One way of looking at the traditional telecom segment of the total public market is that it is, in some ways, too small to constitute a “sector” in its own right, like transportation, industrials or health care, especially when considered on a “single country” basis.
Consider the U.S. market, which essentially consists of AT&T, Verizon, CenturyLink, T-Mobile US, Sprint, and a handful of other firms with significant market capitalization.
Some funds include a wider basket of companies, on a weighted basis. But most of the market value is driven by a handful of firms. Verizon, for example, has a market cap of about $177 billion. AT&T has a market cap of about $223 billion.
CenturyLink has a market cap of about $13 billion. Sprint is worth perhaps $35 billion. T-Mobile US is worth about $50 billion.
Comcast is valued at about $186 billion, but the access business is valued at perhaps 61 percent of that, or perhaps $113 billion. Charter is worth about $92 billion.
The point is that including fixed network, mobile and cable TV providers as a single market, nearly all the market capitalization is held by seven firms.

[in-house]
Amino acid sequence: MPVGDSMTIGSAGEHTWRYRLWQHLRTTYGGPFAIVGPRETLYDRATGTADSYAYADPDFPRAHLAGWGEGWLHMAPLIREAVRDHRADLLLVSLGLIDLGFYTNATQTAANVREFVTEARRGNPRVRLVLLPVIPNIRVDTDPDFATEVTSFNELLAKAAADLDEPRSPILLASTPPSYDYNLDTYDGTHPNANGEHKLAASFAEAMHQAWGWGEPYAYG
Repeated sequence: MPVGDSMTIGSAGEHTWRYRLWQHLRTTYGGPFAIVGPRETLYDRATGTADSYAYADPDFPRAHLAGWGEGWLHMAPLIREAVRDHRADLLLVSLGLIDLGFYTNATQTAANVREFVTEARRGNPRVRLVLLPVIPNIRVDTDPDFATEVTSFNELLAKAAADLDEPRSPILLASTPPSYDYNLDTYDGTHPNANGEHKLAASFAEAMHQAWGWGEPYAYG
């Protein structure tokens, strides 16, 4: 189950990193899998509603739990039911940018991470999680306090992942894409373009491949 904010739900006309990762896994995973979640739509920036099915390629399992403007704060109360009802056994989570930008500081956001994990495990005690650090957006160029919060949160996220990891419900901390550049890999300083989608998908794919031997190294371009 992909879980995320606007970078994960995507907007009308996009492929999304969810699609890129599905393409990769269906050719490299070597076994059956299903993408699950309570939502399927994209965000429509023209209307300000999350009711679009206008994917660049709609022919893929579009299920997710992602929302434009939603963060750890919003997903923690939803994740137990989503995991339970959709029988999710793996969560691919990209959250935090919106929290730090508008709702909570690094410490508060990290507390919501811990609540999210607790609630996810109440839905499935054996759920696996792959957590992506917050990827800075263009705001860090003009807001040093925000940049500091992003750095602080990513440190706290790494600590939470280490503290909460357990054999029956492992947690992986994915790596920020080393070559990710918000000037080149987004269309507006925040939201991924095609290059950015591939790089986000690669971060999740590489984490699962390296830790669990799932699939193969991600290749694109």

Going forward, we might expect not only further consolidation, but also a shift in revenue towards “applications” revenue (video entertainment networks, studios and enterprise apps related to internet of things). At least for the moment, it does not seem that truly-significant additional market cap will be generated by cloud computing or hosting, devices.
Equity analysts often follow a larger basket of firms and industries called “telecommunications, media and technology.” That might not only offer enough diversification to create a more-stable “segment,” but also likely represents the future of the former “access” segment as well.
Verizon Communications Inc.
Shenandoah Telecommunications Company
Consolidated Communications Holdings, Inc.
Frontier Communications Corporation
Cincinnati Bell Inc.